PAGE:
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Comment Italy: Best and Worst! (Score 1) 920

Although I never made it as far south as Salerno, in Positano the buffalo mozzarella pizza was the best thing I have ever tasted.

Yep that's right - base, sauce and buffalo mozzarella, that's it I was in heaven! Okay sometimes with some parma ham also, but seriously it didn't need it!

Oh and worst pizza ever: Rome. Enough said.

Comment Re:'Can I put peroxide in my ear?' (Score 1) 513

Hang on, um I'm no expert on the topic but don't millions of teenagers each year dye their hair with peroxide to make it a lighter colour?

That would make it a perfectly reasonable question as undoubtedly some of that would end up in your ear and any reasonable person would want to know if there are any adverse affects??

Comment Re:chipset inside and utilization? (Score 1) 467

I have to agree with all the other posts; Super Talent, Transcend? Who? I bought an Intel X-25, and after 4 months it's still going strong, though we'll see how it holds up in the next year.

Regardless I was not at all surprised by your statistic, and considering the relatively new age of SSD drive technology not at all surprised by your failure rate! I remember back in my days (many many days ago) of being a PC builder we would be surprised if we got less than a quarter of the IDE drives back within the first three months of sale! And these were not all the cheapest drives, we were using; Maxtor, Seagate, Fujitsu and the like (standard consumer drives).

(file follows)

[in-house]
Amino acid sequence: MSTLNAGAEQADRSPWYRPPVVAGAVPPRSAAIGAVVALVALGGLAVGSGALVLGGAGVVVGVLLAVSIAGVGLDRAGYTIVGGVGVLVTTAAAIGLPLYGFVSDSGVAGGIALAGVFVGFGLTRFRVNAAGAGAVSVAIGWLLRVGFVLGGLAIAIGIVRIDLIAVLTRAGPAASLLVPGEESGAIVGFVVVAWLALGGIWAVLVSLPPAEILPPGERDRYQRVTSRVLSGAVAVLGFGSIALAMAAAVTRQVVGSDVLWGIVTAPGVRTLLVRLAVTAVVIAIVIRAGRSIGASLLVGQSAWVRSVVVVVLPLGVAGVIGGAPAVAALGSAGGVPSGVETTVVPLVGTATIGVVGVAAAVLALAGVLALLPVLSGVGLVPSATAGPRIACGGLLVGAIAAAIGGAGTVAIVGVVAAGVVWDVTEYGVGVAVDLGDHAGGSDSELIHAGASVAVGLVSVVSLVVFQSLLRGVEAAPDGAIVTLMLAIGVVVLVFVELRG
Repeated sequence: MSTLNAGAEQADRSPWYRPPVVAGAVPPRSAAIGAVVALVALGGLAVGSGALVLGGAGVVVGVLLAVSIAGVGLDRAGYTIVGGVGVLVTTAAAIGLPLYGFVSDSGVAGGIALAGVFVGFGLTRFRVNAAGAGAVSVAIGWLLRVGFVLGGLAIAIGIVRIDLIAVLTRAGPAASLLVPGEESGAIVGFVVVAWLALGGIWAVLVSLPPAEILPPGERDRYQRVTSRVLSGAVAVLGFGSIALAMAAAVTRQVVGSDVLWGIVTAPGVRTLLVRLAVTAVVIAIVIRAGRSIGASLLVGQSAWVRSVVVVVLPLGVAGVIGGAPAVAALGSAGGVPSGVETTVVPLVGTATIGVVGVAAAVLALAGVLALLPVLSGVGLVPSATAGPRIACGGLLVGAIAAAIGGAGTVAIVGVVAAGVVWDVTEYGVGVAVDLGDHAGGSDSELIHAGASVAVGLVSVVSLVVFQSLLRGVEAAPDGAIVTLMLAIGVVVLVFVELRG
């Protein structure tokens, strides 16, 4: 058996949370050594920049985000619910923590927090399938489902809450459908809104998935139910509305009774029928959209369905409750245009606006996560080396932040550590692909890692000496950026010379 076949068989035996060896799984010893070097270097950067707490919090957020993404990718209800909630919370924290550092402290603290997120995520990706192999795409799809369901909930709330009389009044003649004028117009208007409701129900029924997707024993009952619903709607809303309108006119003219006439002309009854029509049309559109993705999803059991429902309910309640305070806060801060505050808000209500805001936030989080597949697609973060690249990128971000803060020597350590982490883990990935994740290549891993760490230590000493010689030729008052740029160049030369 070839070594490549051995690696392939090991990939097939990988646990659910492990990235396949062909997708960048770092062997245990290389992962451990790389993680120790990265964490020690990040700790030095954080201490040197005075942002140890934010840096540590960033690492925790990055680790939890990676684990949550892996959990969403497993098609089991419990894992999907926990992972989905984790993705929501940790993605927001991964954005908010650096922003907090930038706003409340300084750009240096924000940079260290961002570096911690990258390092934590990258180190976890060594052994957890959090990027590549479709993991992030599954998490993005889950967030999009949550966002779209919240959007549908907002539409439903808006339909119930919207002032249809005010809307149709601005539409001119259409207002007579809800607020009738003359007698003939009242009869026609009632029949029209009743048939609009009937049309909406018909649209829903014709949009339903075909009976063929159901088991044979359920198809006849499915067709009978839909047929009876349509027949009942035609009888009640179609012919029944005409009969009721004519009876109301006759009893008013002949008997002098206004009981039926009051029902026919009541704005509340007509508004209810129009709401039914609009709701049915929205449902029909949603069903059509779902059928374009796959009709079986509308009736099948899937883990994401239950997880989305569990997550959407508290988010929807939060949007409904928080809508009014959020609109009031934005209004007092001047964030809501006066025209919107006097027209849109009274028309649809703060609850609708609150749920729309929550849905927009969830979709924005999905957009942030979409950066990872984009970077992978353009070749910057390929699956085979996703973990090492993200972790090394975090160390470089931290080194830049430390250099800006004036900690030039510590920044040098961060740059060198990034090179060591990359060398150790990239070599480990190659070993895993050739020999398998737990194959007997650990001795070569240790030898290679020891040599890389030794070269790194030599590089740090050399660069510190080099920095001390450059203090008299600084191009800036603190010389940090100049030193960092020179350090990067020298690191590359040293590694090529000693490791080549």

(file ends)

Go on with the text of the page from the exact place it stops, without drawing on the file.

You may find it also surprising that in my later years as a server engineer we expected roughly similar statistics from our server drives! To get a HP or Dell server with a 4-8 drives and not have at least one or two failures in the first few months was a BIG surprise!

SSD doesn't have to go very far to improve on those stats..

Comment Re:Revisionist History (Score 2, Interesting) 770

You have stated very well the real and often unstated issue that Vista faced, nobody understood it!

I remember waiting in the customer service line of a big computer shop a few months back, and there was this lady at the counter screaming about getting a refund for her new HP laptop, why? Because she didn't understand this "Vista" thing? She wanted "Windows" and "Office" and nothing else.

Sometimes it's easy to forget that most people don't know or care a bit about operating systems and interfaces, they likely believe that frankly if they had to go through how many boring hours of Windows and Office training back in the day, who's going to be paying them to do it all again!?